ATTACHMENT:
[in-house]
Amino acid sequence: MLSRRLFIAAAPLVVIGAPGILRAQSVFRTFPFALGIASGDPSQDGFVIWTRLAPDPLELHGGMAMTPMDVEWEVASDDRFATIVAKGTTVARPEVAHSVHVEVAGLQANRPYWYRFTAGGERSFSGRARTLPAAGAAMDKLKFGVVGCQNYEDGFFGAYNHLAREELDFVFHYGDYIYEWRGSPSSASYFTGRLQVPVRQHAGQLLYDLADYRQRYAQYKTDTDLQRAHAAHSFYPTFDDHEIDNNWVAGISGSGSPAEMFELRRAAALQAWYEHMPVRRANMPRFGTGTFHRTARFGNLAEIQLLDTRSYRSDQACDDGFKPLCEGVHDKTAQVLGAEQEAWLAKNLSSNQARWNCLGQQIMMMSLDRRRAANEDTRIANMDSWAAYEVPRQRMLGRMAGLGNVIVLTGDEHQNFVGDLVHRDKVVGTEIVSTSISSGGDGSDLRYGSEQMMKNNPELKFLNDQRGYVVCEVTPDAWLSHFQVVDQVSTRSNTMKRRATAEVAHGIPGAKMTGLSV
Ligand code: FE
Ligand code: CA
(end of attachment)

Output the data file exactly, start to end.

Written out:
[in-house]
Amino acid sequence: MLSRRLFIAAAPLVVIGAPGILRAQSVFRTFPFALGIASGDPSQDGFVIWTRLAPDPLELHGGMAMTPMDVEWEVASDDRFATIVAKGTTVARPEVAHSVHVEVAGLQANRPYWYRFTAGGERSFSGRARTLPAAGAAMDKLKFGVVGCQNYEDGFFGAYNHLAREELDFVFHYGDYIYEWRGSPSSASYFTGRLQVPVRQHAGQLLYDLADYRQRYAQYKTDTDLQRAHAAHSFYPTFDDHEIDNNWVAGISGSGSPAEMFELRRAAALQAWYEHMPVRRANMPRFGTGTFHRTARFGNLAEIQLLDTRSYRSDQACDDGFKPLCEGVHDKTAQVLGAEQEAWLAKNLSSNQARWNCLGQQIMMMSLDRRRAANEDTRIANMDSWAAYEVPRQRMLGRMAGLGNVIVLTGDEHQNFVGDLVHRDKVVGTEIVSTSISSGGDGSDLRYGSEQMMKNNPELKFLNDQRGYVVCEVTPDAWLSHFQVVDQVSTRSNTMKRRATAEVAHGIPGAKMTGLSV
Ligand code: FE
Ligand code: CA